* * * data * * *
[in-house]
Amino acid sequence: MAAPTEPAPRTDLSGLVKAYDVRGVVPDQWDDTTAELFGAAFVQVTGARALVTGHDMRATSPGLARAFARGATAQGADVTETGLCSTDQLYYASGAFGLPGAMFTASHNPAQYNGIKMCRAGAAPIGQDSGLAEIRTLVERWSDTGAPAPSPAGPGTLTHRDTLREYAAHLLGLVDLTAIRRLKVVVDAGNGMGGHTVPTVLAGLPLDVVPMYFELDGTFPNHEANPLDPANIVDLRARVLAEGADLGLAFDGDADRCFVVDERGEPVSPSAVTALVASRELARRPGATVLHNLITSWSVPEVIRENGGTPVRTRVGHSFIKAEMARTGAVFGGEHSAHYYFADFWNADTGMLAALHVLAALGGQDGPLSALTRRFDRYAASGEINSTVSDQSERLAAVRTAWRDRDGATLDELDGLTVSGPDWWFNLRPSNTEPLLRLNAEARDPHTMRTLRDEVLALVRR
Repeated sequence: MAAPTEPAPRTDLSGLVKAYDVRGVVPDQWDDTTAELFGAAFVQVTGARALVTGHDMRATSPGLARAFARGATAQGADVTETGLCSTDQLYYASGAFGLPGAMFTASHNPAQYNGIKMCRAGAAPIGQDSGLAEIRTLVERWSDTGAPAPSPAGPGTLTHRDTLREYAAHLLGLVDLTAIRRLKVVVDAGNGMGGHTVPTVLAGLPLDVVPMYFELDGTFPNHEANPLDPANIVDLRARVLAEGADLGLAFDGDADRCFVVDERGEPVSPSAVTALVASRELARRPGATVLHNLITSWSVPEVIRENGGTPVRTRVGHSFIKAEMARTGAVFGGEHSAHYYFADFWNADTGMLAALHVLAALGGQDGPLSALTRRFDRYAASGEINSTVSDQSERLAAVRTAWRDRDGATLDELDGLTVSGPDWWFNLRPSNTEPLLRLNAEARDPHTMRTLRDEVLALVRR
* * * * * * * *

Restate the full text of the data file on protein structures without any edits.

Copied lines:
[in-house]
Amino acid sequence: MAAPTEPAPRTDLSGLVKAYDVRGVVPDQWDDTTAELFGAAFVQVTGARALVTGHDMRATSPGLARAFARGATAQGADVTETGLCSTDQLYYASGAFGLPGAMFTASHNPAQYNGIKMCRAGAAPIGQDSGLAEIRTLVERWSDTGAPAPSPAGPGTLTHRDTLREYAAHLLGLVDLTAIRRLKVVVDAGNGMGGHTVPTVLAGLPLDVVPMYFELDGTFPNHEANPLDPANIVDLRARVLAEGADLGLAFDGDADRCFVVDERGEPVSPSAVTALVASRELARRPGATVLHNLITSWSVPEVIRENGGTPVRTRVGHSFIKAEMARTGAVFGGEHSAHYYFADFWNADTGMLAALHVLAALGGQDGPLSALTRRFDRYAASGEINSTVSDQSERLAAVRTAWRDRDGATLDELDGLTVSGPDWWFNLRPSNTEPLLRLNAEARDPHTMRTLRDEVLALVRR
Repeated sequence: MAAPTEPAPRTDLSGLVKAYDVRGVVPDQWDDTTAELFGAAFVQVTGARALVTGHDMRATSPGLARAFARGATAQGADVTETGLCSTDQLYYASGAFGLPGAMFTASHNPAQYNGIKMCRAGAAPIGQDSGLAEIRTLVERWSDTGAPAPSPAGPGTLTHRDTLREYAAHLLGLVDLTAIRRLKVVVDAGNGMGGHTVPTVLAGLPLDVVPMYFELDGTFPNHEANPLDPANIVDLRARVLAEGADLGLAFDGDADRCFVVDERGEPVSPSAVTALVASRELARRPGATVLHNLITSWSVPEVIRENGGTPVRTRVGHSFIKAEMARTGAVFGGEHSAHYYFADFWNADTGMLAALHVLAALGGQDGPLSALTRRFDRYAASGEINSTVSDQSERLAAVRTAWRDRDGATLDELDGLTVSGPDWWFNLRPSNTEPLLRLNAEARDPHTMRTLRDEVLALVRR